Back to Basics: Non-contact laser measurement
Manufacturers in a range of industries can use non-contact laser encoders to accurately measure the length and speed of products and optimize process control. Tutorial follows with diagram, photos, and links.
As manufacturers are driven to become more efficient and improve product quality, their ability to measure length and speed with increasing accuracy has become essential. Central to improving process control automation is manufacturers' ability to accurately measure the length and speed of product during production.
Traditionally, length and speed measurements were obtained from mechanical measurement methods such as rotary encoders, tachometers, and drive encoders. Contact measurement methods can have mechanical and calibration problems that cause costly measurement errors.
Non-contact, laser-based encoders are quickly becoming the standard measurement technology for many common manufacturing applications, such as measuring continuous product length and speed, controlling cutting systems, regulating differential product speed, and positioning products. Non-contact encoders are being used on production lines for manufacturing paper, film, and foil products; packaging; non-woven and textile materials; building materials; metals; and other industrial products. The high measurement accuracy of non-contact laser encoders is enabling manufacturers to realize significant product quality improvements, production savings, and a fast return on investment (ROI).
Contact versus non-contact
Typically, product length and speed measurements are made using a tachometer connected to a roller or wheel that’s in contact with the product. These mechanical systems are subject to slippage and calibration changes caused by variations in the diameter of the roll or wheel due to dirt build-up or wear. The measurement error of mechanical systems will change with the material and production line conditions, requiring the plant operator to continuously check the length or speed accuracy using manual or weight methods. The operator then adjusts the production line to keep product lengths or line speeds within specification.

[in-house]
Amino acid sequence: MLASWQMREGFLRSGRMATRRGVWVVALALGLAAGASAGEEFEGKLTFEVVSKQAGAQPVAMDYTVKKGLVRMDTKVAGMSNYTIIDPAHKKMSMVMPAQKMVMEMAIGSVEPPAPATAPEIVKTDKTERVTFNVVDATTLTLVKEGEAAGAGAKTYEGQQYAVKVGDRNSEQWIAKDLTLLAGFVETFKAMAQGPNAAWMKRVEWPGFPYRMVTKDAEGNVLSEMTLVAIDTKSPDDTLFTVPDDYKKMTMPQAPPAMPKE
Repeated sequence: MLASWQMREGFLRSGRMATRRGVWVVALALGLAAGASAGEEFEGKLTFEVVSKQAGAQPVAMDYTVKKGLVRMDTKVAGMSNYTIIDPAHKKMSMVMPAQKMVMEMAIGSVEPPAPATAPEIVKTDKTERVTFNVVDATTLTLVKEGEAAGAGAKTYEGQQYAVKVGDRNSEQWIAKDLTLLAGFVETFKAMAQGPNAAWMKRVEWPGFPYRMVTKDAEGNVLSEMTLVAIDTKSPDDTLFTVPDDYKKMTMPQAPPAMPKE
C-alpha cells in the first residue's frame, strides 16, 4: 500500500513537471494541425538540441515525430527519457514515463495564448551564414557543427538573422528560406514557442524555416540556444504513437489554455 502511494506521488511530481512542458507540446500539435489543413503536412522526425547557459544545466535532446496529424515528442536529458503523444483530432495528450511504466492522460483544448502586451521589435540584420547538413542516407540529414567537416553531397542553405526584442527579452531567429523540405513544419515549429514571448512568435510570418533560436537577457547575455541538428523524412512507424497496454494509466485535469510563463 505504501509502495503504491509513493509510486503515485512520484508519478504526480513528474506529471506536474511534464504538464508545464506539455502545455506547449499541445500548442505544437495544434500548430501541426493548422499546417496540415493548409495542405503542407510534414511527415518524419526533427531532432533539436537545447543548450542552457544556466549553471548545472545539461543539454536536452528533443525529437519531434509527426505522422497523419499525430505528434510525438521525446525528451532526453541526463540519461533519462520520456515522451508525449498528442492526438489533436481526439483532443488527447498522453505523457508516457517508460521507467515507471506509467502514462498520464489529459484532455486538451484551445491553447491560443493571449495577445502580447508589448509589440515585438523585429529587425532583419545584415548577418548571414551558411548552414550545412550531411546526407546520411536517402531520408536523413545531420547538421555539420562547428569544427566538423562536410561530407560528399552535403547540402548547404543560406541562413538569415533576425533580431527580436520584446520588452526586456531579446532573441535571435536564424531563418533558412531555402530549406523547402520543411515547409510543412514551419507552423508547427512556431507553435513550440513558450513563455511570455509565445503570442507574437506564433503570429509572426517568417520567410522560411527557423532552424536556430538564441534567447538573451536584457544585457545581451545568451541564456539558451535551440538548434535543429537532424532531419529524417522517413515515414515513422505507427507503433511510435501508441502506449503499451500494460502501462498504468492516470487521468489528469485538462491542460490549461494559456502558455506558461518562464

Using a mechanical contact encoder with a high amount of mechanical complexity, product length or speed inaccuracies may be as much as 2% or more, depending on the application. A 2% inaccuracy on a large amount of product translates into a substantial amount material scrap, waste, money, and unnecessary expense.
Non-contact encoders use a unique, laser-based measurement technique that does not make contact with the product. This measurement system is permanently calibrated and has no moving parts to wear out. It works by projecting a unique pattern on the surface of the product.
As the product moves, light is scattered back to the encoder. This information is translated into product speed, and pulses are produced to determine the product length, independent of shape, surface, or color. The pulse output (pulses/unit) is then sent to a control system, such as a PLC, to trigger actions such as length counting, product positioning, cutting control, printing, and other tasks. Length and speed measurements are captured with better than +/-0.05% accuracy and +/-0.02% repeatability.